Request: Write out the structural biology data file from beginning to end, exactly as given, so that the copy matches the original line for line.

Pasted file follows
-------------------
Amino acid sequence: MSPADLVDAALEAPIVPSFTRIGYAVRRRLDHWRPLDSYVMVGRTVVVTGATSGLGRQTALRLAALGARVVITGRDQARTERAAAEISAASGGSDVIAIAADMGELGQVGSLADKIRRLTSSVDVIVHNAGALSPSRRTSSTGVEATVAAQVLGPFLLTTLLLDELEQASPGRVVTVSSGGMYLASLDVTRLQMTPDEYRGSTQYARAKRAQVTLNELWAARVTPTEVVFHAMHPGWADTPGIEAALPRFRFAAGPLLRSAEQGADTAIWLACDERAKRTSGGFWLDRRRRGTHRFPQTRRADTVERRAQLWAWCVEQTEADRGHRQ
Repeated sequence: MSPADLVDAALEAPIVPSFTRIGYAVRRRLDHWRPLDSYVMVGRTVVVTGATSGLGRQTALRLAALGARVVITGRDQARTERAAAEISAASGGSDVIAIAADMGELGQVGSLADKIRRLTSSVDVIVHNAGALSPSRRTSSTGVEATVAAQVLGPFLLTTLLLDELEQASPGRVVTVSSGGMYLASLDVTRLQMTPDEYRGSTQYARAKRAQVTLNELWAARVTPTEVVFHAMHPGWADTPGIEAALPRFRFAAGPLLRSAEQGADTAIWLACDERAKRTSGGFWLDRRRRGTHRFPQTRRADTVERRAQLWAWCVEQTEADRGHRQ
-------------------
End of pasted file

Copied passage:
Amino acid sequence: MSPADLVDAALEAPIVPSFTRIGYAVRRRLDHWRPLDSYVMVGRTVVVTGATSGLGRQTALRLAALGARVVITGRDQARTERAAAEISAASGGSDVIAIAADMGELGQVGSLADKIRRLTSSVDVIVHNAGALSPSRRTSSTGVEATVAAQVLGPFLLTTLLLDELEQASPGRVVTVSSGGMYLASLDVTRLQMTPDEYRGSTQYARAKRAQVTLNELWAARVTPTEVVFHAMHPGWADTPGIEAALPRFRFAAGPLLRSAEQGADTAIWLACDERAKRTSGGFWLDRRRRGTHRFPQTRRADTVERRAQLWAWCVEQTEADRGHRQ
Repeated sequence: MSPADLVDAALEAPIVPSFTRIGYAVRRRLDHWRPLDSYVMVGRTVVVTGATSGLGRQTALRLAALGARVVITGRDQARTERAAAEISAASGGSDVIAIAADMGELGQVGSLADKIRRLTSSVDVIVHNAGALSPSRRTSSTGVEATVAAQVLGPFLLTTLLLDELEQASPGRVVTVSSGGMYLASLDVTRLQMTPDEYRGSTQYARAKRAQVTLNELWAARVTPTEVVFHAMHPGWADTPGIEAALPRFRFAAGPLLRSAEQGADTAIWLACDERAKRTSGGFWLDRRRRGTHRFPQTRRADTVERRAQLWAWCVEQTEADRGHRQ